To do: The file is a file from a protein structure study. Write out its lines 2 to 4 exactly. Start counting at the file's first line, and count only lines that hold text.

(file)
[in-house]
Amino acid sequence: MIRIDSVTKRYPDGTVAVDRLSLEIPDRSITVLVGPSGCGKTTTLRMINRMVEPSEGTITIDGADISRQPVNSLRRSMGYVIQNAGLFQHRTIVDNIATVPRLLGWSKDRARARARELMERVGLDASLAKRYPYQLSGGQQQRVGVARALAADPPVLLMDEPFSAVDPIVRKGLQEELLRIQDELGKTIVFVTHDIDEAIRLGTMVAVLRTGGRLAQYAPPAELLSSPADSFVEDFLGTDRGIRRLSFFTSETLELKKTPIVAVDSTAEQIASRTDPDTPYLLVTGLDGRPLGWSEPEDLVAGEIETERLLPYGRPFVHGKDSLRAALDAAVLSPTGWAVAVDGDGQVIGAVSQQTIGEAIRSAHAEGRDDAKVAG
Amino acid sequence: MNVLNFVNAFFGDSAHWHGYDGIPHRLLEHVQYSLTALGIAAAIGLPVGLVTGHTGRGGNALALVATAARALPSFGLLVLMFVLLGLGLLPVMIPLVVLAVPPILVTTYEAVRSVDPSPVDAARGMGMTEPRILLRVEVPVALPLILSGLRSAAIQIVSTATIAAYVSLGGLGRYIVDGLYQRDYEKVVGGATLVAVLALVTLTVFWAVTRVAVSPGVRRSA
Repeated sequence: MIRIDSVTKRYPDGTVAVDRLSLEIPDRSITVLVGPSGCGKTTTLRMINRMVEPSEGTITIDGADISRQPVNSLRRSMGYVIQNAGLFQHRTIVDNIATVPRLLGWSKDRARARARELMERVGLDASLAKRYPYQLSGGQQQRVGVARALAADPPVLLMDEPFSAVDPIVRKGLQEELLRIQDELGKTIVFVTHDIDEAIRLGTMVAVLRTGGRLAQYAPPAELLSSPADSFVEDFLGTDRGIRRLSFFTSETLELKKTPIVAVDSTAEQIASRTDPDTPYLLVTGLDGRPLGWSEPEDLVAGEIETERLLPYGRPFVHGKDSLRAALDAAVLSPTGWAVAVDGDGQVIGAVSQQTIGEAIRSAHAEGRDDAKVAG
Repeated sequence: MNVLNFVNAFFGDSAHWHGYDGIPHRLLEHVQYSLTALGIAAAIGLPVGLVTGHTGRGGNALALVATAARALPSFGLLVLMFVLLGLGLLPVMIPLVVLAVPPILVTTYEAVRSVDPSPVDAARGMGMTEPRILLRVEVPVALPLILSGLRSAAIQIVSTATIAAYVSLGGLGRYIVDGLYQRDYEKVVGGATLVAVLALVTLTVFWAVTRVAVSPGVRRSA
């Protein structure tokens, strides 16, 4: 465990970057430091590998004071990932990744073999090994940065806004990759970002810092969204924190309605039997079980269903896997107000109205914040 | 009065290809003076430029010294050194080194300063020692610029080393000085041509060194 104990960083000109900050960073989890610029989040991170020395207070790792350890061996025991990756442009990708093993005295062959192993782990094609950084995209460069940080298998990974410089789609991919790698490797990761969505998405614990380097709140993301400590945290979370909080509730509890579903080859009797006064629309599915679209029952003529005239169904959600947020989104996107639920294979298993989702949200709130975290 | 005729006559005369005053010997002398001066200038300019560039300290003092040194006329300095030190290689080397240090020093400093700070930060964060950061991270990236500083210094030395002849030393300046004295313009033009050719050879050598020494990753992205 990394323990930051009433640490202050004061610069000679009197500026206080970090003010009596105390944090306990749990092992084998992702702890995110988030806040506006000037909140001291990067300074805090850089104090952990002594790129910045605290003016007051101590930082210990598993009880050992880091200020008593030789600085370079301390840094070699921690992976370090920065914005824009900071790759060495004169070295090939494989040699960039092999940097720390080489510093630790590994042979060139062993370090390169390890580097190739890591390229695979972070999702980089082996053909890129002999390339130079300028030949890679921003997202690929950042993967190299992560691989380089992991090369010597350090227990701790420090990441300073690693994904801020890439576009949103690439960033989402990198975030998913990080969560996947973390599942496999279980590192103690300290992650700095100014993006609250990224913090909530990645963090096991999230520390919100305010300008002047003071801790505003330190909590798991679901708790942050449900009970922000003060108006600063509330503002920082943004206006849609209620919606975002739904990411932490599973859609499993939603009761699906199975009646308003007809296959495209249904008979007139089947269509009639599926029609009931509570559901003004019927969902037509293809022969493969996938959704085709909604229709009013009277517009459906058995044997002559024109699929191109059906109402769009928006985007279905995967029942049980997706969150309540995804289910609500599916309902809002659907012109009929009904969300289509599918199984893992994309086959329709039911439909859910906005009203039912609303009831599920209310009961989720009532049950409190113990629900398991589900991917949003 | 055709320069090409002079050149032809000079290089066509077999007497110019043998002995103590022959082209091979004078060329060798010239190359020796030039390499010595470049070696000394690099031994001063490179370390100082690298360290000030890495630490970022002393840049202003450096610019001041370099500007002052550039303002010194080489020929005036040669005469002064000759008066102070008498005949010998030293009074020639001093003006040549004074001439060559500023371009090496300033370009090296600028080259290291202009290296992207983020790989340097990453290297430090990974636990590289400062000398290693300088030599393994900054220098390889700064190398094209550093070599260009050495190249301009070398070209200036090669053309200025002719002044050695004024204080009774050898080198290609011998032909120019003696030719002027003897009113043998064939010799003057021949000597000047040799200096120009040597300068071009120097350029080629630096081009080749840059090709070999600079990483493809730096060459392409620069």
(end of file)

Amino acid sequence: MIRIDSVTKRYPDGTVAVDRLSLEIPDRSITVLVGPSGCGKTTTLRMINRMVEPSEGTITIDGADISRQPVNSLRRSMGYVIQNAGLFQHRTIVDNIATVPRLLGWSKDRARARARELMERVGLDASLAKRYPYQLSGGQQQRVGVARALAADPPVLLMDEPFSAVDPIVRKGLQEELLRIQDELGKTIVFVTHDIDEAIRLGTMVAVLRTGGRLAQYAPPAELLSSPADSFVEDFLGTDRGIRRLSFFTSETLELKKTPIVAVDSTAEQIASRTDPDTPYLLVTGLDGRPLGWSEPEDLVAGEIETERLLPYGRPFVHGKDSLRAALDAAVLSPTGWAVAVDGDGQVIGAVSQQTIGEAIRSAHAEGRDDAKVAG
Amino acid sequence: MNVLNFVNAFFGDSAHWHGYDGIPHRLLEHVQYSLTALGIAAAIGLPVGLVTGHTGRGGNALALVATAARALPSFGLLVLMFVLLGLGLLPVMIPLVVLAVPPILVTTYEAVRSVDPSPVDAARGMGMTEPRILLRVEVPVALPLILSGLRSAAIQIVSTATIAAYVSLGGLGRYIVDGLYQRDYEKVVGGATLVAVLALVTLTVFWAVTRVAVSPGVRRSA
Repeated sequence: MIRIDSVTKRYPDGTVAVDRLSLEIPDRSITVLVGPSGCGKTTTLRMINRMVEPSEGTITIDGADISRQPVNSLRRSMGYVIQNAGLFQHRTIVDNIATVPRLLGWSKDRARARARELMERVGLDASLAKRYPYQLSGGQQQRVGVARALAADPPVLLMDEPFSAVDPIVRKGLQEELLRIQDELGKTIVFVTHDIDEAIRLGTMVAVLRTGGRLAQYAPPAELLSSPADSFVEDFLGTDRGIRRLSFFTSETLELKKTPIVAVDSTAEQIASRTDPDTPYLLVTGLDGRPLGWSEPEDLVAGEIETERLLPYGRPFVHGKDSLRAALDAAVLSPTGWAVAVDGDGQVIGAVSQQTIGEAIRSAHAEGRDDAKVAG